BRASSLANDS/soundtrack: The soundtrack of a pic that's cleaning up on the festival circuit takes a long hard look at the new Balkan brass movement that's wafting up from Romany hills and ethnic labels to be one of the explosive new underground and hipster sounds that's sure to find elements and artists moving into the mainstream. High octane party music by Balkan bands collected from around the world, often doing a mash up of what sounds like a flurry of sounds from around the Serbian region and close but well beyond places as well, this is a real treat for any world beaters on the prowl for hip, new kicks as well as fans of the pic. This set shows the outcry "party time" is as much a universal language as music. Fun stuff by crack players who are more often than not fueled by the love of playing rather than fame and fortune.
JOHN FUNKHOUSER/Still: Funkhouser's fourth finds the jazz piano man's Monk inspired sound continuing to evolve as he sounds like a progressive jazzbo that would rather eat regularly than prove a point. Hell, we like to see our jazzbos having enough to eat to push those keys around. Not church basement stuff, it has an accessibly that could make this a guilty pleasure for the mainstreamer looking to take a walk on the wild side. The music and playing have true passion driving it and that's enough to smooth over any perceived rough edges that might scare the faint of heart in another direction. Fun stuff that opens the ears nicely.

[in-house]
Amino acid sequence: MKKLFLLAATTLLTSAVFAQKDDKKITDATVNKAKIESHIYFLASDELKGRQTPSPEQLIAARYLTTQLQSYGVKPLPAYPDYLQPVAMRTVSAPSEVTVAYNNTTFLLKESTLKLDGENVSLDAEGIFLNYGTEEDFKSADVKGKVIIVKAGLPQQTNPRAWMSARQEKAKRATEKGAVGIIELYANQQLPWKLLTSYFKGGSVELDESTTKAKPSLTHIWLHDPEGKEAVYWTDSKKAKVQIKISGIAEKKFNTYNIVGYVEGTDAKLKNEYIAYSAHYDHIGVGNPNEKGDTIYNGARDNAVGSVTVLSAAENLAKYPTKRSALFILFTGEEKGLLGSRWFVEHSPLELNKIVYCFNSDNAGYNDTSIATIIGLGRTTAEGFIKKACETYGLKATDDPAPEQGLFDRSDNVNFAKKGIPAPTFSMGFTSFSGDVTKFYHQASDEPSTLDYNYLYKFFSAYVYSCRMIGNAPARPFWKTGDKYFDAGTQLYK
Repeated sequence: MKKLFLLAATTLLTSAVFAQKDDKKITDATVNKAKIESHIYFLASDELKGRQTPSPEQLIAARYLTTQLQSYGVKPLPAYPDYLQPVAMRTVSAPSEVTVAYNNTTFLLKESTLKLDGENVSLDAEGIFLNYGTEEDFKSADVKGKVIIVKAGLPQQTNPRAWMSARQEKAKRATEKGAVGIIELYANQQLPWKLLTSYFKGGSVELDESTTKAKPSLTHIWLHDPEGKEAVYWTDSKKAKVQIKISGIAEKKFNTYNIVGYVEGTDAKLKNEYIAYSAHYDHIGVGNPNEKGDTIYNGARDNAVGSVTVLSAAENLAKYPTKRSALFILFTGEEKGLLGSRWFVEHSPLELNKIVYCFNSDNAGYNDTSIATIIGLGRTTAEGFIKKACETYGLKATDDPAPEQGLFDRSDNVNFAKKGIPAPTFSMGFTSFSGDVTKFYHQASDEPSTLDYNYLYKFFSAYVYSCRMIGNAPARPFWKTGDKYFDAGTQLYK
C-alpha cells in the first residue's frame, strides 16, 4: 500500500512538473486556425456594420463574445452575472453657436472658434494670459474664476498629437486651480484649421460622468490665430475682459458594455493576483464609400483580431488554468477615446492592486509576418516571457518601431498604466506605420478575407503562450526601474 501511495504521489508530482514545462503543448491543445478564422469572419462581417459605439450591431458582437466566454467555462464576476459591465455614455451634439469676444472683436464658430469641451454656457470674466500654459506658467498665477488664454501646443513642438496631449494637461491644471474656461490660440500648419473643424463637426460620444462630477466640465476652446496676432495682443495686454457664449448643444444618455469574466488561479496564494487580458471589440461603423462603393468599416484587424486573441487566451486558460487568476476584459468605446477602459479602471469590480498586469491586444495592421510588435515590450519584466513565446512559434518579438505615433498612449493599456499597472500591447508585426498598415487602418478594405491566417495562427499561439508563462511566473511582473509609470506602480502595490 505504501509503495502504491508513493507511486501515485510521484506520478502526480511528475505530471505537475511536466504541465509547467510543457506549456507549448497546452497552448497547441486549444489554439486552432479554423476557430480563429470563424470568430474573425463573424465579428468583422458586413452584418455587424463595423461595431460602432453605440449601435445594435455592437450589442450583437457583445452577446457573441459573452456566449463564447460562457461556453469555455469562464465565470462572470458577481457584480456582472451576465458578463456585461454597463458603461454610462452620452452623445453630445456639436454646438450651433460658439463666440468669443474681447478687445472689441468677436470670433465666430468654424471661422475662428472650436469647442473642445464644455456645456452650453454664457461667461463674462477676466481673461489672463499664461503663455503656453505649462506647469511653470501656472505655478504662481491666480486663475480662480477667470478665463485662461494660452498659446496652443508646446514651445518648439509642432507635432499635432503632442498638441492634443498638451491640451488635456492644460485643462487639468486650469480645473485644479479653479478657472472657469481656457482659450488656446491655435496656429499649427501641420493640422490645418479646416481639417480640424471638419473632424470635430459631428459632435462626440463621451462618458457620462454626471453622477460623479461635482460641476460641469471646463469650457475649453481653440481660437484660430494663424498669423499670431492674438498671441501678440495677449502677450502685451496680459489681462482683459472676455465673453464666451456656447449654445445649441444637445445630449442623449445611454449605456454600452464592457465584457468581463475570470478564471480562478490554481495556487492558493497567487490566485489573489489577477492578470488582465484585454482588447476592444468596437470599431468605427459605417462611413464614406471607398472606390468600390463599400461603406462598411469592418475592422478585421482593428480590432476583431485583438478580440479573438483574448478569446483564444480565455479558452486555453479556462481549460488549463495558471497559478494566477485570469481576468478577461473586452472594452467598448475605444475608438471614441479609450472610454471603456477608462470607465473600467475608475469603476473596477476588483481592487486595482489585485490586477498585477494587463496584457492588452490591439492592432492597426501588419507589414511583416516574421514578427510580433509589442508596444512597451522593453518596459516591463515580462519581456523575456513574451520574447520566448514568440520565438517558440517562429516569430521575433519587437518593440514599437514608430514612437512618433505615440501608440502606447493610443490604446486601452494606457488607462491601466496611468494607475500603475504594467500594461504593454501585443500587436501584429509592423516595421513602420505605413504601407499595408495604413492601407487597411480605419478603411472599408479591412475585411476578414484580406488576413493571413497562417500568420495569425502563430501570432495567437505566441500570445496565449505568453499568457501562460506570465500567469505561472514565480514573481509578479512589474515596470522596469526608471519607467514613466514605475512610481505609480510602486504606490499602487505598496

KENTYAH PRESENTS M1, BRIAN JACKSON & THE NEW MIDNIGHT BAND/Evolutionary Minded: Talk about a record that's earned two goddamns and five raised, clenched fists! We are major Scott-Heron fans but we know he's not coming back and that you can only reissue and remix his classics so many times before the old fans are sated and the new kids are on to something else. This masterpiece keeps his music alive and makes it so in the pocket for new kids to discover/rediscover and feel the anger as they fight the power. Borrowing a page form Puffy's interpolation playbook, Kentyah takes it a step farther and earns his co-writing credits as he refashions and rewrites classics, showing there's so much meat to cook in Scott-Heron's catalog that the only mass market recognized tune in the mix here is "Winter in America". Bringing in Headhunters, Bobby Seale, Martin Luther, Chuck D and so many more to add their various special sauces, this is a mind blowing masterwork, especially for any of Scott-Heron's fans that go back to "The Revolution Will Not be Televised" and stayed with him throughout. Killer stuff!
NIWA TRIO MUSIC
TSUYOSHI NIWA/At the End of the Day: Picking up music and computers at the same time when he was 10 and mastering both, Niwa, a killer sax man, has kept a foot in both worlds only going to better serve his interests as both worlds keep getting closer together. Playing with a lyrical brightness that doesn't tip his hand to being a former tyro with a severely mathematical mind, it's an understatement to say he plays real pretty on the nice stuff he writes but that's the visceral impression you get as he makes it all sound so easy. Despite his various day job guises, he's a jazzbo through and through that knows how to deliver a smoking set that really cooks. Check it out.
CHICAGO JAZZ ORCHESTRA/Burstin' Out: Jeff Lindberg and his venerable crew start flirting with middle age as they enter their 35th year with spring in their joints and bounce in their steps. Keeping the memory of the great arrangers alive while featuring some up and comers and showcasing a new jazz vocalist that knows the swing is the thing, this is a full on orchestra, kicking it out in a live concert hall with good acoustics, the only way to get them all on stage at the same time and in synch. Not at all nostalgic, they might be dipping in to the classic songbag but they are doing living, breathing versions of songs that have lives of their own anyway. Killer stuff that any jazzbo who doesn't follow the dictates of the jazz police will utterly flip for. Easily top work by a top crew that more than goes the distance.